Write Bites: How to Write… a Haiku

Haiku

Small but packs a punch Not spicy, might make you cry From the Japanese. That’s not me talking like a caveman, that’s a Haiku about Haikus! Haiku’s are traditional Japanese poems that say a lot in just 17 syllables. The 17 syllables are divided into three lines: five syllables in the first line, seven in the second, and five again in the third. Haikus do not usually rhyme. They are often written about the beauty and intensity of nature, but can be written about just about anything that you would like to express! Here’s how to write a great one: Beginner:

  • First things first: what’s a syllable? A syllable is a single sound that forms a part of the word. Words can have one to several syllables. For example, the word pen has one syllable, pencil has two syllables (pen-cil), and the word pendulum has three syllables (pen-du-lum). Sometimes it helps to clap once for each sound in order to see how many syllables a word has.
  • Need inspiration? Get outside! Traditionally, haikus were written about nature, and Japanese writers would take walks in order to gain haiku inspiration. They would write about everything from a season in general to the smallest detail of a plant.

Intermediate:

  • Traditional haikus engage one or more of the senses. Use descriptive language to describe how something looks/smells/sounds/tastes/feels. Visual language is especially popular, especially details about color, shape, or movement.
  • It’s difficult to be descriptive when you are limited to just a few words, so use precise details. If you were describing the forest, “I hear the wind in the trees” doesn’t tell the reader a lot. How about “The wind howled, rustling leaves”? Now you can really hear the sounds of the forest!
  • Objective=facts, truth, what everyone agrees on. Subjective=one person’s feelings or perspective. So in a haiku about an ant, you might describe its color, or shape or the way it moves, but you wouldn’t actually tell the reader how watching the ant made you feel

Advanced:

  • A haiku often juxtaposes two ideas, two perspectives, or two objects. Juxtaposition is when you put two different things together that might not normally go together, to show an interesting comparison or contrast. In a haiku, these two things are divided by a kireji, which can be a dash, comma, or other punctuation.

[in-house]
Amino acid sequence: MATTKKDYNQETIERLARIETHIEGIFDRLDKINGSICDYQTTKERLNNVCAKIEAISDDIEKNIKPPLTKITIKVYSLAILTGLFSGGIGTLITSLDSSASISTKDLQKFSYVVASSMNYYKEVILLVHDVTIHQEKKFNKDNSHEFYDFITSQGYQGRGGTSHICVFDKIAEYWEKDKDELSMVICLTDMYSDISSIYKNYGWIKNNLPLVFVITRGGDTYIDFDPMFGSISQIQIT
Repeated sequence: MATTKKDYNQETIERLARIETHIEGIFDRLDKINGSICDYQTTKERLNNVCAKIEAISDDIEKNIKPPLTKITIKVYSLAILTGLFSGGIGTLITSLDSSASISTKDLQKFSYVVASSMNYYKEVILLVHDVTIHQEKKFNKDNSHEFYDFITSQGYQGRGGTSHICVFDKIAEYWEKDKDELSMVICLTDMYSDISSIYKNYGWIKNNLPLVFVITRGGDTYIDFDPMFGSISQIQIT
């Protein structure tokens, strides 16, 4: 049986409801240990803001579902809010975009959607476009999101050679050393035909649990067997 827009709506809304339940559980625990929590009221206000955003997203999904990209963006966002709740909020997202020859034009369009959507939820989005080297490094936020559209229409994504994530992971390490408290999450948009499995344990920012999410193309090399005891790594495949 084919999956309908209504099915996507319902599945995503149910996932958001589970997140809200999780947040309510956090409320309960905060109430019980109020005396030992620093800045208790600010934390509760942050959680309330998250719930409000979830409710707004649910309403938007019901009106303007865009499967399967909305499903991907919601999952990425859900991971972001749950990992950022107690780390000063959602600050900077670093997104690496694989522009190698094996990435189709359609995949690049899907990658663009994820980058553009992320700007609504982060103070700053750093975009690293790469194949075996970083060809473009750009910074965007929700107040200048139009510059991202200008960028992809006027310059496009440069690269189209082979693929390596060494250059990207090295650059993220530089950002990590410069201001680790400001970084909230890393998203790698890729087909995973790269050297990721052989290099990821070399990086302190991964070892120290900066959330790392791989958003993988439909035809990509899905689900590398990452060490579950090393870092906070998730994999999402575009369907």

• The difficulty in writing a haiku is that you should use objective descriptions to evoke poignant, subjective meaning. Objective=facts, truth, what everyone agrees on. Subjective=one person’s feelings or perspective. So in a haiku about an ant, you might describe its color, or shape or the way it moves, but you wouldn’t actually tell the reader how watching the ant made you feel. You want everyone to experience their own emotions when they read your haiku. The easiest way to do this is to use simple language, no need to use fancy words or phrases!
  • Here is a sample traditional haiku to get your creative juices flowing:

An old silent pond… A frog jumps into the pond, splash! Silence again. -Basho Matsuo (translated from Japanese)

  • Now that you know some traditional haiku rules, feel free to experiment. Contemporary haikus don’t all adhere to the 5-7-5 rule. More importantly, they describe an observation in a very concise way. And haikus do not have to be written about nature. Try writing about anything that you like—a hobby, a food, or an interesting object!
  • Redraft, redraft, redraft! Because you are working with such few words, haikus require you to revise your work a lot. Read your poem aloud as you rewrite until you have found the perfect combination of words to describe your observation. Simplicity is deceiving: it is often much harder to be concise than it is to be wordy.
  • Still stuck? A great haiku to start with is one in which you describe something without telling the reader what it is. You can make the reader guess what your poem is about—like a riddle!

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